The Denver Post today editorialized on CDOT proposals to construct toll lanes on C-470 and elsewhere. One key problem with CDOT’s proposed toll lanes on C-470, I-225, and other regional highways is that they won’t do much if anything for congestion. The basic principle is that congestion on the free lanes drives folks to pay the tolls in the new toll lanes. If the toll lanes are congested, people won’t pay tolls to use them. In other words, toll lanes don’t do much to reduce congestion precisely because they are managed to keep the volume low. This is the same motivation for the non-compete agreements that have received some attention lately in the blogosphere (see part one and part two of unbossed’s discussion and this Daily Kos post), the media, and in the state legislature.
According to the Post’s editorial, Pam Hutton of CDOT argues that we should build toll lanes where we can (presumably financing them in part based on projected toll revenues) and that doing something is better than doing nothing. I don’t think that’s right, since building toll lanes now will actually impede our ability to relieve congestion in the future. Once the toll lanes are built and private investors or whoever else has a financial stake in their continued operation as toll lanes, we aren’t likely to convert them into congestion relief lanes for a long, long time, and we’ll use up space that could have been used for congestion relief. In other words, building toll lanes that do little for congestion now is not better than nothing. It’s actually worse because it doesn’t help the problem and precludes options that might actually help at some point in the future.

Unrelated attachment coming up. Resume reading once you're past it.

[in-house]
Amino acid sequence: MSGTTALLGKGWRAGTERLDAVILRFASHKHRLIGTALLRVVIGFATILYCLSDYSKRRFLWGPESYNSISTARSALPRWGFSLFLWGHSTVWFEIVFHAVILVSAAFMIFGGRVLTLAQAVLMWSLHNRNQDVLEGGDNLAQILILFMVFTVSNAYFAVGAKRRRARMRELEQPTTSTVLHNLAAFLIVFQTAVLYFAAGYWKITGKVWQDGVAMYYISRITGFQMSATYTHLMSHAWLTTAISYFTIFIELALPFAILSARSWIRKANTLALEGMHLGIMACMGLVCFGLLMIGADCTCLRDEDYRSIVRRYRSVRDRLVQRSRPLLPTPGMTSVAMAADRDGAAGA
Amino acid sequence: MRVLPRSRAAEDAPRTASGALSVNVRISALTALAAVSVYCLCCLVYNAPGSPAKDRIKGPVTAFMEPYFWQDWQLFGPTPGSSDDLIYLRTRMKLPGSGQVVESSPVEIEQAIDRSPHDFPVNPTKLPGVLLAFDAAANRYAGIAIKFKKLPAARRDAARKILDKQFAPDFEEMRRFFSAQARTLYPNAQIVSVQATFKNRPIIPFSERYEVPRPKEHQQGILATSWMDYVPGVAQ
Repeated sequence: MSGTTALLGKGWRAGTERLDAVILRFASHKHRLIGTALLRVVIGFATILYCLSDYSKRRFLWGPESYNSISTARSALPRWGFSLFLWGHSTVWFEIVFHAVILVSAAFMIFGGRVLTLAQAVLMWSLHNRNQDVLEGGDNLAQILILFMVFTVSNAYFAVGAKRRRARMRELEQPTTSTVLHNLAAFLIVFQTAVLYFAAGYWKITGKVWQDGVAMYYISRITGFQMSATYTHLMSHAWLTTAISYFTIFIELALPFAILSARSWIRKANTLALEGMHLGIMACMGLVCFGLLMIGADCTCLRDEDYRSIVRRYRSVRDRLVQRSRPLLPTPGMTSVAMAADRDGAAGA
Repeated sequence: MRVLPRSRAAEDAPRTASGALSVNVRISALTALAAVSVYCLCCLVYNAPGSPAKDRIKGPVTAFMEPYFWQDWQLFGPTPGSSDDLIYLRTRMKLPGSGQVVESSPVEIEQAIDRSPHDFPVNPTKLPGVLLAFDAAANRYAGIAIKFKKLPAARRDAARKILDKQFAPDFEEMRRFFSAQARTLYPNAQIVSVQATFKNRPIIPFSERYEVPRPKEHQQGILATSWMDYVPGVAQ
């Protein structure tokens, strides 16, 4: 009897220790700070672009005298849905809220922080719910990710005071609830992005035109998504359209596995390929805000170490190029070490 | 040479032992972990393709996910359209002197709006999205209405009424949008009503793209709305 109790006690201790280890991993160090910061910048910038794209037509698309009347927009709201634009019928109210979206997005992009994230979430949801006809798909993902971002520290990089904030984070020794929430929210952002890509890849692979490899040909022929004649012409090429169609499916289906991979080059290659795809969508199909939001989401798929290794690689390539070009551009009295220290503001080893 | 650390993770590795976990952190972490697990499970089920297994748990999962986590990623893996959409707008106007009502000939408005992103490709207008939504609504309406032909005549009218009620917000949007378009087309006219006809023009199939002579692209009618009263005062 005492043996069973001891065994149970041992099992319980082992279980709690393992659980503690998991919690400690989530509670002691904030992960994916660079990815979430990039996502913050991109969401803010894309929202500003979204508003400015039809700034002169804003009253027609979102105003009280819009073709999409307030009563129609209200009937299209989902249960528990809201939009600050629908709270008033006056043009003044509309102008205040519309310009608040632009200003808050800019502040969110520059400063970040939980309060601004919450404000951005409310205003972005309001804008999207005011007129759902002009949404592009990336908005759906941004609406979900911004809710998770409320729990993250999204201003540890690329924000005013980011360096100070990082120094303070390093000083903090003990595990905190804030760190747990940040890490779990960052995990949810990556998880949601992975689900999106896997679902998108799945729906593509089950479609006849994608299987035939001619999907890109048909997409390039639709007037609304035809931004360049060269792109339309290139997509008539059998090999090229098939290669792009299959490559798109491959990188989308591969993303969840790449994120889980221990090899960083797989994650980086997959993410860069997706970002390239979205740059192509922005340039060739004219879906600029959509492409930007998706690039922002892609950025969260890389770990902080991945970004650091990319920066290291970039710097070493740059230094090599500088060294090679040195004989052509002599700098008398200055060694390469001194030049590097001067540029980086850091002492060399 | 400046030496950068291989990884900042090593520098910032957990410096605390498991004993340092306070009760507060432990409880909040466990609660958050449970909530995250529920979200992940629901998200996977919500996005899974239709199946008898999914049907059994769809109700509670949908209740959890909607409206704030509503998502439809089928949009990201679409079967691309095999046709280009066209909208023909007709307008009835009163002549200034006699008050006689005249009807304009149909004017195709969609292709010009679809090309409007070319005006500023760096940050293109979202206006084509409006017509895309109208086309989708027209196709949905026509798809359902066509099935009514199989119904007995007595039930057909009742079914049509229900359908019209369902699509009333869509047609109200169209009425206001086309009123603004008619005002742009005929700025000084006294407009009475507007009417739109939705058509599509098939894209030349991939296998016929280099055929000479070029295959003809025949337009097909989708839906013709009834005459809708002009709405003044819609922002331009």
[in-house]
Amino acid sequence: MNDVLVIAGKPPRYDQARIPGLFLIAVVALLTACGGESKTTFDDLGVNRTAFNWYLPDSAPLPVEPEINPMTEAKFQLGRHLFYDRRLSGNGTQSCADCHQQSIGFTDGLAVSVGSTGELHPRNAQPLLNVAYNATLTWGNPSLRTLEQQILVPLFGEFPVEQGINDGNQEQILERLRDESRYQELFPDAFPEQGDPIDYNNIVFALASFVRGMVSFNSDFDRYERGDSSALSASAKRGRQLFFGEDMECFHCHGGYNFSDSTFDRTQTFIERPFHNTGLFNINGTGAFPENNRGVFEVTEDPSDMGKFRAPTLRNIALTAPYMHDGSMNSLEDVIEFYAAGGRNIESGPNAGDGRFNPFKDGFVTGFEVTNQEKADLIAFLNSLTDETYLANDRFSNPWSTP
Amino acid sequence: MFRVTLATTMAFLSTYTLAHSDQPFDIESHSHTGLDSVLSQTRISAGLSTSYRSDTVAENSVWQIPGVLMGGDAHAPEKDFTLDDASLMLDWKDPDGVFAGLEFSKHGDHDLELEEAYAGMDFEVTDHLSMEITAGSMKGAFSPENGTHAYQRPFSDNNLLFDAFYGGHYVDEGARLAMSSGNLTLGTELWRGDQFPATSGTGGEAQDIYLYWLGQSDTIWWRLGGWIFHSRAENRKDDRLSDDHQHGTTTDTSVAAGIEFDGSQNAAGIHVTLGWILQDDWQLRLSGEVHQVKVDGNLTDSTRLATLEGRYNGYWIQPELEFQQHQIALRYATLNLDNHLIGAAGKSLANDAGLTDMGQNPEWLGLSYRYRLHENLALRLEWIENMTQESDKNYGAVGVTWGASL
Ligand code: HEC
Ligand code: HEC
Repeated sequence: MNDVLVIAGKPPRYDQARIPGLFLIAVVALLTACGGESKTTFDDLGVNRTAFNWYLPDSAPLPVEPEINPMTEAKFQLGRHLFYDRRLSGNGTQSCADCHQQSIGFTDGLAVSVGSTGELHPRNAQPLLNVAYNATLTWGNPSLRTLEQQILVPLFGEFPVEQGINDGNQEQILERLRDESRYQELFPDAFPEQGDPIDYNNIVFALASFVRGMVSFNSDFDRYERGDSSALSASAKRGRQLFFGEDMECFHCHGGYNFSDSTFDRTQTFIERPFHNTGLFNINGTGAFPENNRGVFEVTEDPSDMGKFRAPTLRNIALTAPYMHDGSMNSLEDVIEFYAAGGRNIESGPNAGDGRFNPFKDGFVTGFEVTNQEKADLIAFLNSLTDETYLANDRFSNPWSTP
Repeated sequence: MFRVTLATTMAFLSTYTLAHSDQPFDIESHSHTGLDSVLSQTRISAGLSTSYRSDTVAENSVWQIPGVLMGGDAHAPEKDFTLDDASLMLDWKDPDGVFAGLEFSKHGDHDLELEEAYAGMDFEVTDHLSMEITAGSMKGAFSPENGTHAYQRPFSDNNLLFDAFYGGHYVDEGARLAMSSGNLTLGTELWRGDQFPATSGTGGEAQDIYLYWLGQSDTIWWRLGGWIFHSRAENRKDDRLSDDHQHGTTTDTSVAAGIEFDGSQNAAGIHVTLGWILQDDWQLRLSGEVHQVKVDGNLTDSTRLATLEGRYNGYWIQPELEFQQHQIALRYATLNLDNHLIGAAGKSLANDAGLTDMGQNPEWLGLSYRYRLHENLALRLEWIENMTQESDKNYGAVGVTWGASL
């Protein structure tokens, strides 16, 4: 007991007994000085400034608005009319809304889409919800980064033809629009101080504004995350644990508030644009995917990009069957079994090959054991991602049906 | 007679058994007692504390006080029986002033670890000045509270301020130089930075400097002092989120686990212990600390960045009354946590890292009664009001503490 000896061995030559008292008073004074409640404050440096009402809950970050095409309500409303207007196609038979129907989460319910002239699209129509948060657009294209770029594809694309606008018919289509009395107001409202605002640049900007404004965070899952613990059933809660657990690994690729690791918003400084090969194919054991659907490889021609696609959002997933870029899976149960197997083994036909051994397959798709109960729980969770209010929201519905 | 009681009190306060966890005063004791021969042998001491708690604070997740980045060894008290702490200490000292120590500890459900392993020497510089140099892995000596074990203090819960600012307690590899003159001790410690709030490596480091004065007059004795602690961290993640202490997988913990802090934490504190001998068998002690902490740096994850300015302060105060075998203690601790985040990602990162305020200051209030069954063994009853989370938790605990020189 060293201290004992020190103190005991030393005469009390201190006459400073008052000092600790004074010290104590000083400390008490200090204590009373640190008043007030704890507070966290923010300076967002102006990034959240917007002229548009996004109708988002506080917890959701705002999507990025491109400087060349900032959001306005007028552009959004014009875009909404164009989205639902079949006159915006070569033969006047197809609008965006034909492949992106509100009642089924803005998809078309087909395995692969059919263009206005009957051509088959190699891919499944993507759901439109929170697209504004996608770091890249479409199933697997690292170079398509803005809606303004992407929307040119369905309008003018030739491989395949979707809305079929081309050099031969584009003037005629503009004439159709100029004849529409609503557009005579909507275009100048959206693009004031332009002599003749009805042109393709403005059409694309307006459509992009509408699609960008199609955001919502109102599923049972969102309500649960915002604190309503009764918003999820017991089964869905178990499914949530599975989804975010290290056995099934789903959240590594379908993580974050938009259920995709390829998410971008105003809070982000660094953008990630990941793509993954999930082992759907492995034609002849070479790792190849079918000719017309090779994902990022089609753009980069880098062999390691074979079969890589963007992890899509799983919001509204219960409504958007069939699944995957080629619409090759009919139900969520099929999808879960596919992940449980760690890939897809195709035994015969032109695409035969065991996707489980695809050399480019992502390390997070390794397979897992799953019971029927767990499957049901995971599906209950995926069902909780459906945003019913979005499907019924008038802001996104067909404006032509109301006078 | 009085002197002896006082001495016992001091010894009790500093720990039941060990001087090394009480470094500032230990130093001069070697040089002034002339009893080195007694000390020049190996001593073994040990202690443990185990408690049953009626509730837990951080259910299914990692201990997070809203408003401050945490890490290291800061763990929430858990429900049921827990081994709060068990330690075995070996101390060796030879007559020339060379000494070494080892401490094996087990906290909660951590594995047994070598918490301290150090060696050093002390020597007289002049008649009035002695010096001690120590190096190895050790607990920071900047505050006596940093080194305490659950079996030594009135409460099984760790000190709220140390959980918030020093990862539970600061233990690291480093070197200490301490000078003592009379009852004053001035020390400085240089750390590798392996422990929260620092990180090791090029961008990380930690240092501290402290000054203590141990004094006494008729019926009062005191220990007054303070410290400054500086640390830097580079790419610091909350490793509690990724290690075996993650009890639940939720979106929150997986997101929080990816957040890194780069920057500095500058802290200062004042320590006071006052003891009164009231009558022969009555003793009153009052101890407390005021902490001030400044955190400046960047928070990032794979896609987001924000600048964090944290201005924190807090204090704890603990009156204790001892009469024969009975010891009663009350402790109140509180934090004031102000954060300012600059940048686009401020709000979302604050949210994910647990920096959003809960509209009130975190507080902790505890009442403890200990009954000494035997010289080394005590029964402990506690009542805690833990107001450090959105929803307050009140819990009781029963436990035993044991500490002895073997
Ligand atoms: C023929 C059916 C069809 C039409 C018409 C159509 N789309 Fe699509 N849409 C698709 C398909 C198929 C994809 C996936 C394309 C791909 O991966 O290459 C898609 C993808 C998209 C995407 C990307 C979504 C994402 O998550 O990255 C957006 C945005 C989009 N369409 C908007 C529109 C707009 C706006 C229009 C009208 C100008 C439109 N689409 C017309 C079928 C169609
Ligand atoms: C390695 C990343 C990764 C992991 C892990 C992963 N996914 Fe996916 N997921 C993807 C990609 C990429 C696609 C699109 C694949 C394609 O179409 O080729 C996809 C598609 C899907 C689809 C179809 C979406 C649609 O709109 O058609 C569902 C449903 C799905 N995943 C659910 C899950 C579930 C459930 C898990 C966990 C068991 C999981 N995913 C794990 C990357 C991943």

Of course CDOT’s argument about the proposed superhighway through Golden is even worse. Under the best of circumstances it will require hundreds of millions of dollars of public money to subsidize construction of a superhighway that, according to all the traffic studies and models, will do little to improve congestion in the northwest quadrant.